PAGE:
European Union transport ministers have formally agreed to set a target of halving the number of serious injuries on roads in the EU by 2030 from their 2020 level.
In ‘council conclusions‘ adopted today, ministers formally endorsed the Valletta declaration on improving road safety, issued at an informal meeting organised by the Maltese presidency on 29 March 2017. Ministers also called on the European Commission to come forward with a new road safety strategy for the decade 2020-2030.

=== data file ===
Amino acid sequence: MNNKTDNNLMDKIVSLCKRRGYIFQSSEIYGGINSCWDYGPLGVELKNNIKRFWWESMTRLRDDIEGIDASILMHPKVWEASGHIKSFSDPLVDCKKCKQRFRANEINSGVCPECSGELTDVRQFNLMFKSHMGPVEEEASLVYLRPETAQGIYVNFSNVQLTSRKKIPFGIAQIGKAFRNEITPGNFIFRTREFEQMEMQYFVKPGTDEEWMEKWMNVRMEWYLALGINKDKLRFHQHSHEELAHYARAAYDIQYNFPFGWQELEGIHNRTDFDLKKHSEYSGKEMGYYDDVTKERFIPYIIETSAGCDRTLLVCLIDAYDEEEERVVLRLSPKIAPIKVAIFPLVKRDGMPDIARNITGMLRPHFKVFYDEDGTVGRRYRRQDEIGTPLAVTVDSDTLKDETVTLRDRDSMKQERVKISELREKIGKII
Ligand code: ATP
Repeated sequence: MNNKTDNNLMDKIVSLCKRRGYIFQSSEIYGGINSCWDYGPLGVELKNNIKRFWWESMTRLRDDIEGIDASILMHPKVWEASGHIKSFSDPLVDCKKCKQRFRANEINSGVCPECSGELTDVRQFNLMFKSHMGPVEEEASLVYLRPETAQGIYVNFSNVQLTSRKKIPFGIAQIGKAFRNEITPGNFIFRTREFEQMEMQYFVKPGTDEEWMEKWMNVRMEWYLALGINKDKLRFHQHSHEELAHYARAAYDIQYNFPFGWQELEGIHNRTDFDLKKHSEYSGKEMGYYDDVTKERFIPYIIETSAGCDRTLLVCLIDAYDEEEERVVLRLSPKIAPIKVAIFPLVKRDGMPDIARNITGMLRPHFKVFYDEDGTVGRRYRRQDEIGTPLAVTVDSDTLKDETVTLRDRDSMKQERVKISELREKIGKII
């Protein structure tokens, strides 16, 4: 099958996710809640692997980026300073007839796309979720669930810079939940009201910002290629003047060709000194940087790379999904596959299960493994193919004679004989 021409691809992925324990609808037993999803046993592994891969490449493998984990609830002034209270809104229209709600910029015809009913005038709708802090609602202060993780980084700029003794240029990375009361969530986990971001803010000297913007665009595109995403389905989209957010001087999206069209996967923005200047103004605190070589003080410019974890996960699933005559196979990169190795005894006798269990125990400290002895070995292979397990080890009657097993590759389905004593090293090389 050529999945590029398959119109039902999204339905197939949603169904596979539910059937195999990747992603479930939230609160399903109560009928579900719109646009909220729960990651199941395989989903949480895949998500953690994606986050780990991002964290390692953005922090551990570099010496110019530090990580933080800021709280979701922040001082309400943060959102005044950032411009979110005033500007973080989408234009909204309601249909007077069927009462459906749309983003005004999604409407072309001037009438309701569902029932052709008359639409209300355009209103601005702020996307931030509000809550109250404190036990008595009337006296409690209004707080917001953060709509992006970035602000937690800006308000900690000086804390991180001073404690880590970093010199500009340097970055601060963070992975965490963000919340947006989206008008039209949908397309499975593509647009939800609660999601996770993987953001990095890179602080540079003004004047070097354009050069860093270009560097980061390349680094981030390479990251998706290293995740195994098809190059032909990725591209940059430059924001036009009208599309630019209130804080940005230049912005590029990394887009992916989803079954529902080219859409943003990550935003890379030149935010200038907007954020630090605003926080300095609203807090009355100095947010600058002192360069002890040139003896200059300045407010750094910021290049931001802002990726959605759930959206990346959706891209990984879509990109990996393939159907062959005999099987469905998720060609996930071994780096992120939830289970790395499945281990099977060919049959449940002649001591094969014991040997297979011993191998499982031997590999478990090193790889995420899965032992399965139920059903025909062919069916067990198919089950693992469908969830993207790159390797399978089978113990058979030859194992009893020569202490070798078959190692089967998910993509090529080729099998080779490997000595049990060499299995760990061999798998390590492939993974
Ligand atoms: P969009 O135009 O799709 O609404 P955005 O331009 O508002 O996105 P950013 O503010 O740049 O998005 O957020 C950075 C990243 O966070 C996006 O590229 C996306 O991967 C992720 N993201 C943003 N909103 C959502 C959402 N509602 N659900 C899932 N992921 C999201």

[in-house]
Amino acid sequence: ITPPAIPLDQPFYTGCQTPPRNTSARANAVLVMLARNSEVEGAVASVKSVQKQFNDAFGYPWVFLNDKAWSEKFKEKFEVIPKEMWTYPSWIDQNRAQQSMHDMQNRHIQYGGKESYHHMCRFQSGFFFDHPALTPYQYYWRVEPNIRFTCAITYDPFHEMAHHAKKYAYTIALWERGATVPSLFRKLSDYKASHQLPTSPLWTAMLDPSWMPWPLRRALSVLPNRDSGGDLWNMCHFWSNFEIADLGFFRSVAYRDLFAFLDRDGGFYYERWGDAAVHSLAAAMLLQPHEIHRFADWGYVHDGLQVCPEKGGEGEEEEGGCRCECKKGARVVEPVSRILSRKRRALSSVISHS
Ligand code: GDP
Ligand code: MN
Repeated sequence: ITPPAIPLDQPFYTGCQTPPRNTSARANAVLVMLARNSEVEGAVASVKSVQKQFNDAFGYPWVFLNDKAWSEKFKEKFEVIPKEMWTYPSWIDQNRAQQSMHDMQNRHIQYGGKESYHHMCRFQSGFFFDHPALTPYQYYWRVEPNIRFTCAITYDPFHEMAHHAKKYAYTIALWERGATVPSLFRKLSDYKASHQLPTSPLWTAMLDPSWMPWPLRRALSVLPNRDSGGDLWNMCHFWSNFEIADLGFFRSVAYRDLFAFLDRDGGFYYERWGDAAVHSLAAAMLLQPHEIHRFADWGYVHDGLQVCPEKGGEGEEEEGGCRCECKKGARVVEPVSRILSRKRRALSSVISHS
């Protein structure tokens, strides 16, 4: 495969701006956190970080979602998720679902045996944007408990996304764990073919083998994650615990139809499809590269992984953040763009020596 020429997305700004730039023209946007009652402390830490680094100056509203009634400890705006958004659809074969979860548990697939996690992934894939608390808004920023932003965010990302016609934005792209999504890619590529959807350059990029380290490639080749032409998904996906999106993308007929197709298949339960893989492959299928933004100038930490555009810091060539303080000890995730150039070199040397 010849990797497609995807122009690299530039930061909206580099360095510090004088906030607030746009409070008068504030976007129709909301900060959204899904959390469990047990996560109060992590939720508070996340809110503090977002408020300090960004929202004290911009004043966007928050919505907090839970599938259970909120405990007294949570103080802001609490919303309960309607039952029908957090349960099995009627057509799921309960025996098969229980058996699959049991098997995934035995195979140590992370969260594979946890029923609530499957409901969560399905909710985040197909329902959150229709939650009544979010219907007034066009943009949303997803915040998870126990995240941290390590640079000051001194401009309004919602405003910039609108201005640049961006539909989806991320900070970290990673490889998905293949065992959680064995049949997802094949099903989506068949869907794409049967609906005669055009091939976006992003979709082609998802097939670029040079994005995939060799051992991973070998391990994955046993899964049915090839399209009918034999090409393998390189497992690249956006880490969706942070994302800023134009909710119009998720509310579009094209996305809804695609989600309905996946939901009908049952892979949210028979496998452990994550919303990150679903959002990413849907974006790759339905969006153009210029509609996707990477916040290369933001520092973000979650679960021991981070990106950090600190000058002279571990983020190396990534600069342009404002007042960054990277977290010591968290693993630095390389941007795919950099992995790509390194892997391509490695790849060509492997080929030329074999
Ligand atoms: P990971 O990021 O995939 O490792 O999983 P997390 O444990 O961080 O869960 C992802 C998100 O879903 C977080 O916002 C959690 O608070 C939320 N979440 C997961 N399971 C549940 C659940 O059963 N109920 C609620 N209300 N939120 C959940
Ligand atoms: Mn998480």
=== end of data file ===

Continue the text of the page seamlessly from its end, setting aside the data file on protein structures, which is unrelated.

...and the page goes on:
Antonio Avenoso, Executive Director of ETSC, said:
“We warmly welcome today’s commitment to a long term target to tackle deaths and, for the first time, serious injuries on EU roads. But if the EU is serious about meeting this goal, meaningful measures are needed now. EU vehicle safety standards have not been updated since 2009 despite rapid advances in technology that can help drivers keep within speed limits and avoid collisions. Every day of delay will lead to more unnecessary deaths and serious injuries on our roads.”
25,500 people died on EU roads in 2016, a figure virtually unchanged in three years. In addition, the European Commission estimates that more than 135,000 suffer serious injuries each year.